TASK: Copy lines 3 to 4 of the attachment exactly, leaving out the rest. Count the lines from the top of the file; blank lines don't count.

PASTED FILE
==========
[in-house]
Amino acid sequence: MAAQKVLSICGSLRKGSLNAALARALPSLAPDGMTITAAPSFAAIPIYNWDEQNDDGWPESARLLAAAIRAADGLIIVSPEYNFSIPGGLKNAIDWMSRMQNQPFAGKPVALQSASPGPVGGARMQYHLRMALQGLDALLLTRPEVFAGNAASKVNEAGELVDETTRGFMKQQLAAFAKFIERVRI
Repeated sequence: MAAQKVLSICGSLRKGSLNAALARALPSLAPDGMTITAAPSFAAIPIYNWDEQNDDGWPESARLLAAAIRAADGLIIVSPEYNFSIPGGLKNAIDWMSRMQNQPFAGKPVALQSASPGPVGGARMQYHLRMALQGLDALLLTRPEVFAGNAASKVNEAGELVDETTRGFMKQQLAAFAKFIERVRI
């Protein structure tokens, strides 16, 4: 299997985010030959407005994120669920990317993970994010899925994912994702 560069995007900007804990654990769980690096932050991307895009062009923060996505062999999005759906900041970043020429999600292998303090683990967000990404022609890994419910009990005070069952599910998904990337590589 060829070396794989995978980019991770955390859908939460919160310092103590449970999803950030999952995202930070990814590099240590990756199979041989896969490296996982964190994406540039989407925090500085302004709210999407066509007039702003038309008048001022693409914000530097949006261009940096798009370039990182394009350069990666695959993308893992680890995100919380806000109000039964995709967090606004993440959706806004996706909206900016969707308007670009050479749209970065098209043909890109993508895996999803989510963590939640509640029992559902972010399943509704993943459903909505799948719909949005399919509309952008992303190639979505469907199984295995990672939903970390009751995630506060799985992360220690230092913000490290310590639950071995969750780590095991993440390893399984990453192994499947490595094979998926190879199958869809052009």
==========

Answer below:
Repeated sequence: MAAQKVLSICGSLRKGSLNAALARALPSLAPDGMTITAAPSFAAIPIYNWDEQNDDGWPESARLLAAAIRAADGLIIVSPEYNFSIPGGLKNAIDWMSRMQNQPFAGKPVALQSASPGPVGGARMQYHLRMALQGLDALLLTRPEVFAGNAASKVNEAGELVDETTRGFMKQQLAAFAKFIERVRI
């Protein structure tokens, strides 16, 4: 299997985010030959407005994120669920990317993970994010899925994912994702 560069995007900007804990654990769980690096932050991307895009062009923060996505062999999005759906900041970043020429999600292998303090683990967000990404022609890994419910009990005070069952599910998904990337590589 060829070396794989995978980019991770955390859908939460919160310092103590449970999803950030999952995202930070990814590099240590990756199979041989896969490296996982964190994406540039989407925090500085302004709210999407066509007039702003038309008048001022693409914000530097949006261009940096798009370039990182394009350069990666695959993308893992680890995100919380806000109000039964995709967090606004993440959706806004996706909206900016969707308007670009050479749209970065098209043909890109993508895996999803989510963590939640509640029992559902972010399943509704993943459903909505799948719909949005399919509309952008992303190639979505469907199984295995990672939903970390009751995630506060799985992360220690230092913000490290310590639950071995969750780590095991993440390893399984990453192994499947490595094979998926190879199958869809052009």